September 28, 2018

Great Lakes: CSF and Partners Collaborate on Asian Carp Threat to the Great Lakes

By Nick Buggia, Upper Midwestern States Manager

On September 26, the Congressional Sportsmen’s Foundation (CSF) Upper Midwestern States Manager Nick Buggia and CSF partners participated in a meeting with officials from the Army Corps of Engineers (ACOE) at the Pentagon to discuss the Brandon Road Lock and Dam Project and the threat Asian Carp pose to the Great Lakes.

The Brandon Road Lock and Dam is situated on the Illinois River, south of Chicago, and could serve as a strategic barrier in the spread of invasive species from the Mississippi River to the Great Lakes.    

Asian carp, specifically silver carp and bighead carp, pose the greatest threat to the Great Lakes native fish populations. They are prolific spawners, have relatively few predators, and feed on plankton, which forms the base of the food chain for smaller native fish species that are important prey for sport fish. If Asian carp are allowed to become established, they could wreak havoc on the food chain, negatively impacting recreational fisheries, as well as state and local economies in the region.

The group met with the ACOE to advocate for approving and expediting a Tentatively Selected Plan proposal that would create a more effective barrier between Lake Michigan and the Illinois River. The proposed project would make improvements to the current lock and dam, including: adding complex noise barriers; water jets; a newly engineered channel to increase the effectiveness of controls; electric barrier; and flushing lock. These improvements will help contain the upstream spread of Asian carp and other invasive species.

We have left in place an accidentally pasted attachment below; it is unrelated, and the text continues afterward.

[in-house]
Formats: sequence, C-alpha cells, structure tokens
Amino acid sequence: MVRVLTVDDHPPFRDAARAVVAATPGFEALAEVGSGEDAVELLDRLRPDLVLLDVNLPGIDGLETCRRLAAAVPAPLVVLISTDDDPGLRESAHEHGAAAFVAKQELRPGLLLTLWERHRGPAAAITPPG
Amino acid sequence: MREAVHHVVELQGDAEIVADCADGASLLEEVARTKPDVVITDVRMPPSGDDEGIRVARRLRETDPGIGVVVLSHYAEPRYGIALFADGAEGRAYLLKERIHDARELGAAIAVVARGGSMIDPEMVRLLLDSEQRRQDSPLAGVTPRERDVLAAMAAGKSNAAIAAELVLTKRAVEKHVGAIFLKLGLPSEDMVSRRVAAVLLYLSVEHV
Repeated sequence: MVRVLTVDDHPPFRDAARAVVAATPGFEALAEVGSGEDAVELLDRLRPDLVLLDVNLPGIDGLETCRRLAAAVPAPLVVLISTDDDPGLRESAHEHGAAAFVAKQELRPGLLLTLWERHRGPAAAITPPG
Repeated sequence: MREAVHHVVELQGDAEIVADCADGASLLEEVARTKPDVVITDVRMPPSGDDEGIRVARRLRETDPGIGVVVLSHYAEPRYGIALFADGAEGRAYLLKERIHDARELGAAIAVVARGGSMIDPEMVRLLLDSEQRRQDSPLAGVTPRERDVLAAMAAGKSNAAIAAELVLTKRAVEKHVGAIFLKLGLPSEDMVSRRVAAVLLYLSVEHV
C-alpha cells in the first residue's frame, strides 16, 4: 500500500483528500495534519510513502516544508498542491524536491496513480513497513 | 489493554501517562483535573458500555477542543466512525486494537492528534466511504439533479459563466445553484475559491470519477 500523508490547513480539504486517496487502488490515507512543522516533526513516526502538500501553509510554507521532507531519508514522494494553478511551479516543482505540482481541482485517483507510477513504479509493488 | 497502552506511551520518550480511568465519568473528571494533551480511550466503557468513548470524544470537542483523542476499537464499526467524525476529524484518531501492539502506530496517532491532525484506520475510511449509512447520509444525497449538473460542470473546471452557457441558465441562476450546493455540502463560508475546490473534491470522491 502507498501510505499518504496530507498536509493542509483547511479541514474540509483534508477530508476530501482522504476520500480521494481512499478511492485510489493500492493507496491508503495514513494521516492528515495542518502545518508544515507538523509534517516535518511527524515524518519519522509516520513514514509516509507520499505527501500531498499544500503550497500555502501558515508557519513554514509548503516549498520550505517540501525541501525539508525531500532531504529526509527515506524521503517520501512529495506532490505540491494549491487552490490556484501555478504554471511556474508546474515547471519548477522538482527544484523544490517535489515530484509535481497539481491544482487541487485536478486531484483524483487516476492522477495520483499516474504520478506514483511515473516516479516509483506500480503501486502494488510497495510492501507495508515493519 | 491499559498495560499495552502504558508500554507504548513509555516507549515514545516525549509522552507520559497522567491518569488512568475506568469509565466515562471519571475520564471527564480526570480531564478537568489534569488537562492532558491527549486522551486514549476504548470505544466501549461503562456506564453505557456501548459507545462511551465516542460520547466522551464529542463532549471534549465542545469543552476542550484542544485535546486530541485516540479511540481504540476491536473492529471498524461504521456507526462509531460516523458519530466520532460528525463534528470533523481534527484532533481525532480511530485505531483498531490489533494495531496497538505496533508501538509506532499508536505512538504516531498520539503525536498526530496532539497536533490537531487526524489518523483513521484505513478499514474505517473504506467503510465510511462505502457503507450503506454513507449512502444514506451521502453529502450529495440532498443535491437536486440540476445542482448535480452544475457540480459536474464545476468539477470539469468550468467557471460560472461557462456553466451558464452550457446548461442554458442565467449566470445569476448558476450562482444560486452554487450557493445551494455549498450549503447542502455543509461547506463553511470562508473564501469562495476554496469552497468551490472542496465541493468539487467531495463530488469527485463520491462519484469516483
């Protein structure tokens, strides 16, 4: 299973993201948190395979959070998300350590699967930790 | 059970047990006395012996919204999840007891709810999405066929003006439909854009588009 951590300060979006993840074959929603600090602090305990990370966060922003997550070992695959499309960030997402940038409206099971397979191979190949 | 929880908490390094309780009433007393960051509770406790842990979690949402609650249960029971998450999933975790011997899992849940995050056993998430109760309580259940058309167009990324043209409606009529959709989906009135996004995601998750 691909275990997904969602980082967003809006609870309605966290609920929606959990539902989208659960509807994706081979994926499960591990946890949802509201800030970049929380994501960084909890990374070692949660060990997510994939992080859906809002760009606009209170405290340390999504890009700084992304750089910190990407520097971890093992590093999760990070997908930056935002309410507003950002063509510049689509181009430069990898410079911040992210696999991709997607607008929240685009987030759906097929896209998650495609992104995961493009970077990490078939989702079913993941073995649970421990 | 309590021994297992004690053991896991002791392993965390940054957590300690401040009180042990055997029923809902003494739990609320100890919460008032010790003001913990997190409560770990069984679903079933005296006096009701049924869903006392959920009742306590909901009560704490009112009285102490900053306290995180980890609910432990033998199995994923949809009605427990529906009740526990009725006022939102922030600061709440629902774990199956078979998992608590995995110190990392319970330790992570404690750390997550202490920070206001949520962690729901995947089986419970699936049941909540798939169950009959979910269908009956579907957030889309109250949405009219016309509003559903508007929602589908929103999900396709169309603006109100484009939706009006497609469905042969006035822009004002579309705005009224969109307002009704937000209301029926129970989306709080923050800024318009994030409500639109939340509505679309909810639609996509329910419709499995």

Recently, the Great Lakes Legislative Caucus of the Council for State Governments (CSG) unanimously passed a resolution at their annual meeting in Erie, Pennsylvania urging the President, Congress, and the COE to address the problem.  CSF will continue to work with lawmakers and partners to monitor and prevent the spread of Asian carp and other invasive species in the region, which pose a significant threat to recreational fisheries and the Great Lakes economy.

CSF’s Upper Midwestern States Manager Nick Buggia (right) and partners at the Brandon Road Lock and Dam project discussion.

Studies conducted at both the state and federal level have found that the number of hunters and trappers have been on a generally declining trend over the past several decades. To increase recruitment, retention, and reactivation (R3) of hunters and trappers, which initiative do you think would have the greatest impact?

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